An immediate annuity is an investment that turns your current retirement savings into future income payments. When you buy an immediate annuity, you receive guaranteed income payments for a set number of years—or possibly for the rest of your life. Annuities are not for everyone, though. Here’s what you need to know to decide if immediate annuities make sense for your retirement strategy.
How Does an Immediate Annuity Work?
An immediate annuity is designed to provide you with income payments for a set period of time in exchange for an initial lump-sum investment. They’re called “immediate” annuities because you begin receiving annuity income payments almost immediately after you deposit your money .
There are many types of annuity contracts, featuring a wide range of different features and fees. Like immediate annuities, they all aim to help investors create their own retirement paycheck. You provide an upfront investment, and the annuity company guarantees regular income for the life of the contract.
This income guarantee makes annuities an attractive option for some retirement investors, but it comes with its own costs. There are fees to watch out for, and once you’ve purchased an annuity contract it can be expensive to withdraw your principal investment. If you needed to withdraw additional funds beyond your regular annuity payment for a given month or year, you could face high penalties.
This general lack of liquidity means it’s best not to invest all of your savings in an immediate annuity contract.
Immediate vs Deferred Annuity
Broadly speaking, there are two varieties of annuity contract: immediate annuities and deferred annuities. Each type comes with its own annuity income payment schedule.
With a deferred annuity, you delay income payments for at least a year or longer. This gives the annuity company more time to invest and grow your money, so your future payments will be larger than you would get with the same initial investment in an immediate annuity.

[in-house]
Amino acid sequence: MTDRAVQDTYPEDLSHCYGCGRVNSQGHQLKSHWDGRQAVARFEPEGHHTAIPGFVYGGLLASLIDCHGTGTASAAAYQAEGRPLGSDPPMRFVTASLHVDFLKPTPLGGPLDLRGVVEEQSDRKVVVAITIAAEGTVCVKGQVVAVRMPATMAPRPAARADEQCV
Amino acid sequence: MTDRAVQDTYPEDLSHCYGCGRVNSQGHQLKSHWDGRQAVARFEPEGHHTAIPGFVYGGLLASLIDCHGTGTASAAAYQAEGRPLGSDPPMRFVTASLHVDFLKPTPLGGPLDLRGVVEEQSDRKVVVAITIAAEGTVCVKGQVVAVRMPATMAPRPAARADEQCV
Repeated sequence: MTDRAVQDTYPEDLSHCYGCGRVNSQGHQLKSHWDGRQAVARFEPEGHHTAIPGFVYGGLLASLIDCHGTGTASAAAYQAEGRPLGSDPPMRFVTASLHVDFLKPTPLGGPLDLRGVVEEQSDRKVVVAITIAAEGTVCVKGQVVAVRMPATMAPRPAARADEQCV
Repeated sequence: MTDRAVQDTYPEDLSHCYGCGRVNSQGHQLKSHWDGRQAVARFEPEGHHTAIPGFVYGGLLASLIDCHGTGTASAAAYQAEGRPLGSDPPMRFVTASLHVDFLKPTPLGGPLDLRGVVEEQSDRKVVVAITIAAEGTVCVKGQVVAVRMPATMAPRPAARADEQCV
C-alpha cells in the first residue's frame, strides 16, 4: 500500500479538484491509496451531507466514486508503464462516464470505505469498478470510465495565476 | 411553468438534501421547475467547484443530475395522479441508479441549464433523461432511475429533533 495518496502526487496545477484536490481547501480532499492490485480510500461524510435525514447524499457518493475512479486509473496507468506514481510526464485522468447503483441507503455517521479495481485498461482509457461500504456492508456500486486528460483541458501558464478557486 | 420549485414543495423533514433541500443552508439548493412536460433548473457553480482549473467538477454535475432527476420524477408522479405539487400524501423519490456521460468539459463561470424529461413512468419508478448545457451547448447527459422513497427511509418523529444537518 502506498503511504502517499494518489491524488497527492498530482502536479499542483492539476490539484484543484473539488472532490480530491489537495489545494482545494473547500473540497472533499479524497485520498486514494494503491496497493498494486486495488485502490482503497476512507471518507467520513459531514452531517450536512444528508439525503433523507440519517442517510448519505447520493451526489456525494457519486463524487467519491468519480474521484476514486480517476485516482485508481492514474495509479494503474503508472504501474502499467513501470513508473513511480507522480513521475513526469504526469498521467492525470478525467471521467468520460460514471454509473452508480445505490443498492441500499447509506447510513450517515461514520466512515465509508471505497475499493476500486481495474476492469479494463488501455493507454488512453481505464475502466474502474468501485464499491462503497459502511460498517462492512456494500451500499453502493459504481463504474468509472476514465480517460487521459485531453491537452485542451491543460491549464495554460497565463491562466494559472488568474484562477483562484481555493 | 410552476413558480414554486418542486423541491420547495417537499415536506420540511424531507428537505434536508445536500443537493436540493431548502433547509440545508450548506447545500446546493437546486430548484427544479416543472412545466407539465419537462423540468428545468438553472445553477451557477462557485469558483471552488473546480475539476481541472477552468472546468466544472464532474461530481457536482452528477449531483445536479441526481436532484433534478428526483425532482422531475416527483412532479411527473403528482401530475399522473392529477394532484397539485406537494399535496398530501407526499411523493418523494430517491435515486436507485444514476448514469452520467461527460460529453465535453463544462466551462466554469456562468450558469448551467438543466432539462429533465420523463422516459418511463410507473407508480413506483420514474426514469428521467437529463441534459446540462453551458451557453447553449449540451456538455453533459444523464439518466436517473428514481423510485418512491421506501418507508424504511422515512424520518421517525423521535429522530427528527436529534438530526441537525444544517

With an immediate annuity, the income payments begin within a year of purchasing the contract, and many start right after you sign up. Because there is no delay in collecting income, these products can be a good fit for people who are just entering retirement.
“Think of an immediate annuity as a do-it-yourself pension plan,” said Jonathan Howard, a certified financial planner (CFP) with SeaCure Advisors in Kentucky. “Instead of getting it from an employer, you’re getting the pension from a lump sum of money that you give to an insurance company.”
Single Premium Immediate Annuity
Besides payment schedule, immediate annuities differ from deferred annuities in one key way: the time you have to fund the contract. Immediate annuities are generally purchased with a single, lump sum deposit. Because of this funding method, this style of annuity is commonly referred to as a single premium immediate annuity (SPIA). Deferred annuities may also be purchased with a lump sum, though you can fund them incrementally over the years you have before you retire as well.
With immediate annuities, you have to put up the money in this way because in most cases you’re aiming to start collecting income right away. You can fund your SPIA by making a large deposit of cash or by transferring over money from a retirement plan, like a 401(k) or individual retirement account (IRA).